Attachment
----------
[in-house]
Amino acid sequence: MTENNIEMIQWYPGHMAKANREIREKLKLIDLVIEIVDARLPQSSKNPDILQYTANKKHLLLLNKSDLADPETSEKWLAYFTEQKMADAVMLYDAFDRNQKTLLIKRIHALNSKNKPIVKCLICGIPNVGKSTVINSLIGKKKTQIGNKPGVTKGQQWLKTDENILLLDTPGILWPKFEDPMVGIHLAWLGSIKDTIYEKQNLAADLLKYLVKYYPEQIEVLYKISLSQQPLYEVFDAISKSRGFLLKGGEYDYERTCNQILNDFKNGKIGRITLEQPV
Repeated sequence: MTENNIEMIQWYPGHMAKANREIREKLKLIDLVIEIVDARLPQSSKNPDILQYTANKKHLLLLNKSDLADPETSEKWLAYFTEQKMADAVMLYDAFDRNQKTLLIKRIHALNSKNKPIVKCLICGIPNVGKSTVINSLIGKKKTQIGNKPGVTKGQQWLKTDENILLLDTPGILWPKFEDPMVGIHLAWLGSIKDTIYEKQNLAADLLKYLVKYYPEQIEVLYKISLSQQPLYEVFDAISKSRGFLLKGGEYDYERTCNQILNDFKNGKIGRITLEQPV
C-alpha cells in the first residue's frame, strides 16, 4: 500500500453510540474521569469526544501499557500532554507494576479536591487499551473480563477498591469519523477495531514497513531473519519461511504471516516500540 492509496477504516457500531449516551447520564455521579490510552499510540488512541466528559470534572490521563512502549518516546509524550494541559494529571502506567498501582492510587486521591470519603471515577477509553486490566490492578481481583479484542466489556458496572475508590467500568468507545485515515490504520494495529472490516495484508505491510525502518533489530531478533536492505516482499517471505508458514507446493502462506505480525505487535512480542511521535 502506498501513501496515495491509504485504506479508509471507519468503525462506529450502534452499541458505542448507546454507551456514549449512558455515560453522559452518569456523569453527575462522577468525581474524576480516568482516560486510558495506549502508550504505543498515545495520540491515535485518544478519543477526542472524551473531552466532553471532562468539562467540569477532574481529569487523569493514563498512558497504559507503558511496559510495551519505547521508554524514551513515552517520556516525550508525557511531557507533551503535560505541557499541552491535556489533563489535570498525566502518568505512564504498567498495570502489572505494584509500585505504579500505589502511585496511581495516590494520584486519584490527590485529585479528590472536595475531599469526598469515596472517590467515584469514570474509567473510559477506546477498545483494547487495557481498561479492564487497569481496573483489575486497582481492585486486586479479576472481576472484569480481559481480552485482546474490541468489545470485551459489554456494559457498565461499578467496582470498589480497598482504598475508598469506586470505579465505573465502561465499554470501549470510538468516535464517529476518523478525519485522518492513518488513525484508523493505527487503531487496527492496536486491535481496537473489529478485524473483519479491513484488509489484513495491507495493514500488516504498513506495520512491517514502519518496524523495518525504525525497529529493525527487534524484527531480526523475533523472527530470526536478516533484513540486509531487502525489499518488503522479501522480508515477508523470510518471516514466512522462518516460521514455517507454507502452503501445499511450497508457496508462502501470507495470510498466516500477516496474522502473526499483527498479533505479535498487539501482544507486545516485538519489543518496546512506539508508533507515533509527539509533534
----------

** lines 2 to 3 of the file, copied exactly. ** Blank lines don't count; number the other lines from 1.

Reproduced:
Amino acid sequence: MTENNIEMIQWYPGHMAKANREIREKLKLIDLVIEIVDARLPQSSKNPDILQYTANKKHLLLLNKSDLADPETSEKWLAYFTEQKMADAVMLYDAFDRNQKTLLIKRIHALNSKNKPIVKCLICGIPNVGKSTVINSLIGKKKTQIGNKPGVTKGQQWLKTDENILLLDTPGILWPKFEDPMVGIHLAWLGSIKDTIYEKQNLAADLLKYLVKYYPEQIEVLYKISLSQQPLYEVFDAISKSRGFLLKGGEYDYERTCNQILNDFKNGKIGRITLEQPV
Repeated sequence: MTENNIEMIQWYPGHMAKANREIREKLKLIDLVIEIVDARLPQSSKNPDILQYTANKKHLLLLNKSDLADPETSEKWLAYFTEQKMADAVMLYDAFDRNQKTLLIKRIHALNSKNKPIVKCLICGIPNVGKSTVINSLIGKKKTQIGNKPGVTKGQQWLKTDENILLLDTPGILWPKFEDPMVGIHLAWLGSIKDTIYEKQNLAADLLKYLVKYYPEQIEVLYKISLSQQPLYEVFDAISKSRGFLLKGGEYDYERTCNQILNDFKNGKIGRITLEQPV